WildSafe Camping

BC is wildlife country and you should expect to encounter wildlife when you recreate in their habitat and even on your journey to your favourite recreation spot. This may be as close to you as nearby trails, parks and campgrounds. Before heading out to go camping, you should have a plan on how you will prevent conflicts with wildlife and keep them wild and your camping party safe. 

Become Informed

Be prepared by finding out what wildlife you can expect to encounter. BC Parks and Parks Canada will often have information on their websites and post any wildlife advisories. You can also find out more by stopping by local Visitor Centres.

Learn more about local wildlife by visiting our species pages. Do you know what to do if you encounter a bear, wolf or cougar?

Always assume you may encounter wildlife in BC and practice Bare Campsite strategies to avoid inviting a bear or other animal to your campsite. Download our brochure to learn more.  Bring bear spray and learn how to transport it and deploy it safely.

Take Our Course!

One of the easiest ways to become more knowledgeable and prepared when you are recreating in BC is take our FREE Recreating in Bear Country Course so that you know how to react appropriately if you encounter a bear and what you can do prevent conflicts. You will also learn the benefits of bear spray and how to transport it and use it safely.

Slow Down for Wildlife

While travelling along roads and highways, also be mindful of your speed and watch for wildlife that may be feeding along the road. On average, 4 people are killed and 870 are injured in wildlife-vehicle collisions in BC every year. Learn more about wildlife collisions at wildlifecollisions.ca.

Avoid Wildlife Jams

Stopping to view and photograph wildlife should be avoided on busy stretches where highway speeds are in excess of 60 km/h, or where sightlines are poor. Always stay in your car and avoid disturbing or stressing wildlife. A startled animal may end up crossing the road and being hit by another vehicle.

Never Feed Wildlife

For the sake of wildlife, your own safety, and that of your family, as well as the safety of other visitors, NEVER feed wildlife. This includes squirrels, birds, raccoons and other animals. Do not toss organics or anything else from your window when travelling. This can draw wildlife to areas where they may get struck by vehicles. Also, do not discard apple cores or banana peels on trails. This can attract wildlife to areas used by people and lead to negative interactions. Practice "Leave no Trace" principles and always pack out what you pack in.

Take the Pledge

WildSafeBC has joined the Camper's Code Alliance to encourage those recreating in BC to do so safely and reduce our collective negative effects on our natural environments and wildlife. One of the ways we can protect our natural spaces and enjoy them for generations to come, is to commit to these 9 simple rules by taking the Camper's Code Pledge at www.camperscode.com.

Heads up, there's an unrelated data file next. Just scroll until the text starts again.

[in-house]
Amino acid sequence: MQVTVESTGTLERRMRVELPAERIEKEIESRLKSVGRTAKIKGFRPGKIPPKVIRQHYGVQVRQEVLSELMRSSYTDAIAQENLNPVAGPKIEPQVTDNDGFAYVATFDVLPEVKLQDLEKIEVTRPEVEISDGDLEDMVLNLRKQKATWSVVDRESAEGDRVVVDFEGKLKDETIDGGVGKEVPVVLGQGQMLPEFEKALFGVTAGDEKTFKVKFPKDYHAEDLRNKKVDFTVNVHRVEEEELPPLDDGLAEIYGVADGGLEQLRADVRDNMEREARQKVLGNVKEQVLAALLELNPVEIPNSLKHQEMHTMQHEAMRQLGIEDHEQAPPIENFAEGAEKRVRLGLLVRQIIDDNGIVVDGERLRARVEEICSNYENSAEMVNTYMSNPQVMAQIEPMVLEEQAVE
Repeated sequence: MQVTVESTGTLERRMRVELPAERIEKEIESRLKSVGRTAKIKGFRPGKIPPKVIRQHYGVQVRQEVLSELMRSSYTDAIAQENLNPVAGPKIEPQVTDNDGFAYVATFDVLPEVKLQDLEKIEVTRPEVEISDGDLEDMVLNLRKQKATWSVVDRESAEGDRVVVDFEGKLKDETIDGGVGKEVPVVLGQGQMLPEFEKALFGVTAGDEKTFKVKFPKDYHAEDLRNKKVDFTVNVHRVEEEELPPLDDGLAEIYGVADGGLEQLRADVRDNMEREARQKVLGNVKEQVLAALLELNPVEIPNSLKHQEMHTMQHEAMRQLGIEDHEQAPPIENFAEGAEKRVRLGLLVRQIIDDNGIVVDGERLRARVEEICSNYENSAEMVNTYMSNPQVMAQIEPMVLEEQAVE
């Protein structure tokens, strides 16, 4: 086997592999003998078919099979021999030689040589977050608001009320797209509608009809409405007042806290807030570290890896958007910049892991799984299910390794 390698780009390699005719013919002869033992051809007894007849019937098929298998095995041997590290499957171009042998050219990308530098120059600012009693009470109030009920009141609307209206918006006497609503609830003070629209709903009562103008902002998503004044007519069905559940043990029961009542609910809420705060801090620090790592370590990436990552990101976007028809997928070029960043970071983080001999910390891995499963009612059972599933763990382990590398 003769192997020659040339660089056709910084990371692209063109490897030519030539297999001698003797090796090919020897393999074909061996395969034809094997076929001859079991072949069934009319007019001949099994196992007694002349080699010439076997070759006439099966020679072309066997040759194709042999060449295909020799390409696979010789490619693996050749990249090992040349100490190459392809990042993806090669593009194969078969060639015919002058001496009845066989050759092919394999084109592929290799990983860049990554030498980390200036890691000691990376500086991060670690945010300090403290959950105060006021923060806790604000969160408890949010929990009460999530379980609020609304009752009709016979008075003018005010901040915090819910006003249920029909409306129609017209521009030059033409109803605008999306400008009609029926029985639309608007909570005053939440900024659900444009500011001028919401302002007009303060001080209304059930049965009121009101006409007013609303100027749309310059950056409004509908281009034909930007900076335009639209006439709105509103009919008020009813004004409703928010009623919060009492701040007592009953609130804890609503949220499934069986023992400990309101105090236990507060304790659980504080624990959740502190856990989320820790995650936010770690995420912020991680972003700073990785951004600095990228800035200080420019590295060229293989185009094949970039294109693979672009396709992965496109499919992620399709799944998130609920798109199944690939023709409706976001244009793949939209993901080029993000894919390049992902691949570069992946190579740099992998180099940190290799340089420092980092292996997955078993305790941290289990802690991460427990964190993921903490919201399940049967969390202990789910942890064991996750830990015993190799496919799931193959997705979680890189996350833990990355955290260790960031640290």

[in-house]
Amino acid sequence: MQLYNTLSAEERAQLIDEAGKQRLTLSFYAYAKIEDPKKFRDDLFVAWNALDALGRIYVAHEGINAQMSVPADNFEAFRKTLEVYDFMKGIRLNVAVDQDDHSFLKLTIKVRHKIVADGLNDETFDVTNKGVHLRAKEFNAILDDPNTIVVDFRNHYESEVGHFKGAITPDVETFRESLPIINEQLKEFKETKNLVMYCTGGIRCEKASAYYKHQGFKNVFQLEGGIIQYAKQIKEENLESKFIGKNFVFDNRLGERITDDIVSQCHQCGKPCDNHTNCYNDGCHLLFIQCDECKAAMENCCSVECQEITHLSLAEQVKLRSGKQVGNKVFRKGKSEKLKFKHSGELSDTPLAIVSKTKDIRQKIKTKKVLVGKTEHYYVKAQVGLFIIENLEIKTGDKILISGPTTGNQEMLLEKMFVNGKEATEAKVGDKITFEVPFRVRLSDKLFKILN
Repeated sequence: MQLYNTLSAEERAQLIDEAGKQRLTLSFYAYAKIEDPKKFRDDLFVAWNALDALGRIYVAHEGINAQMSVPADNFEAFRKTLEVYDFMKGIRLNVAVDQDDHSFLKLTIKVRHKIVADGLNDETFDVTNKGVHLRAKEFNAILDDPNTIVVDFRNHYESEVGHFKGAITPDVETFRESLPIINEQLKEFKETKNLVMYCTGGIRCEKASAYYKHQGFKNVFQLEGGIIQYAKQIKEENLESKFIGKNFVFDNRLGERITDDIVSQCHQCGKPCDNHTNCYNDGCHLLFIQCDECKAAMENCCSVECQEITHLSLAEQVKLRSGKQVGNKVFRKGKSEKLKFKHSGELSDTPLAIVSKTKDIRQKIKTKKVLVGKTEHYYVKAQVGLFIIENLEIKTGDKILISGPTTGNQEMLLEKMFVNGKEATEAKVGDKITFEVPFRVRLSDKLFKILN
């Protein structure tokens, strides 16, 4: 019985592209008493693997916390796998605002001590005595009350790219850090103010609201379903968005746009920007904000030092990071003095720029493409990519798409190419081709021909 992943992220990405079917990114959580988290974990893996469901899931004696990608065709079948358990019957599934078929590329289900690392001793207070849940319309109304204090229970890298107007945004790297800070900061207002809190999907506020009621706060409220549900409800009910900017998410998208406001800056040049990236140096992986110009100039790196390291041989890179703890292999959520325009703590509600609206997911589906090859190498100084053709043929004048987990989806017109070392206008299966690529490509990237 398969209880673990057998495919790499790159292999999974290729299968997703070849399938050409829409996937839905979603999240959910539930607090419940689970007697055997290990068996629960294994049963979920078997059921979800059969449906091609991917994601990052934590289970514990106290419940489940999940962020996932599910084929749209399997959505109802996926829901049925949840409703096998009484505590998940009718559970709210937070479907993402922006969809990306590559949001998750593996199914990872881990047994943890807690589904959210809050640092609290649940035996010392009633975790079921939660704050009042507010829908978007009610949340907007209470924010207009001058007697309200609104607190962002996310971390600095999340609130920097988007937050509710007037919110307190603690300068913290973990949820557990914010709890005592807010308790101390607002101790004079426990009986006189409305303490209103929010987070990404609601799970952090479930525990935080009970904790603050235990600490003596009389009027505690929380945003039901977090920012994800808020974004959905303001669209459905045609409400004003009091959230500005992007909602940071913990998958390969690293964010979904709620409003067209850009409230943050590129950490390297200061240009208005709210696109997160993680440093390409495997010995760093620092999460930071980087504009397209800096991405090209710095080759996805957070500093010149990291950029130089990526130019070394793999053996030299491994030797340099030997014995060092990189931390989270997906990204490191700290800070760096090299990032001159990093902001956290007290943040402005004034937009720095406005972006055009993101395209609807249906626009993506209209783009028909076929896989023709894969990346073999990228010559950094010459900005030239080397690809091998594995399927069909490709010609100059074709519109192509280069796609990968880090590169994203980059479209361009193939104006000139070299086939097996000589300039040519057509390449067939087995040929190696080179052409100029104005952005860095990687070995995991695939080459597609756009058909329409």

Front Country Camping

Note, anything with an odour can attract wildlife. Never leave these items unattended or bring them into your sleeping area, This includes:

  • Food and items used in food preparation
  • Coolers whether empty or full
  • Garbage and wrappings
  • Pet food and bowls
  • Bottles, cans and recyclables
  • Deodorant, toothpaste, citronella etc.

Keep a “Bare” campsite to keep you and your camping neighbours safe.

  • Keep all attractants in your hard-sided vehicle or use
  •  storage lockers if provided – NEVER in YOUR TENT
  • Dispose of grey water (water used for dishwashing) in designated areas or at least 50 m from sleeping area
  • Dispose of garbage and recyclables promptly at designated site


Back Country Camping

If there is a designated campsite, use it and any bear-resistant storage options that are available. If you are in an undeveloped area, keep your cooking and dishwashing activities as well as food storage at least 50 m away and preferably downwind.

Where possible, food should be slung up by a rope system in an area inaccessible to bears (at least 4 m off the ground and 3 m from the nearest tree). Alternatively, bring a certified bear-resistant canister. The Interagency Grizzly Bear Committee tests products with live bears and they list certified products here. Never bring any attractants into your tent and avoid sleeping in the clothes you cooked in.  DO bring your bear spray into your tent at night, with the safety clip on and in a holster, and keep it handy.

Inspect your choice of camping area closely and make sure it is not in an area likely to be used by bears. Avoid areas that have attractive sources of food such as berry bushes or active spawning salmon streams. It is best to camp away from waterways or other features that may be travel routes for wildlife. Check for signs of bears (scat, claw marks on trees, fresh digging and/or tracks).

Always pack out what you pack in. Do not put others at risk by teaching wildlife to associate people, and our activities, with sources of food.


Going camping? Print off some of our brochures to learn about the wildlife you may encounter.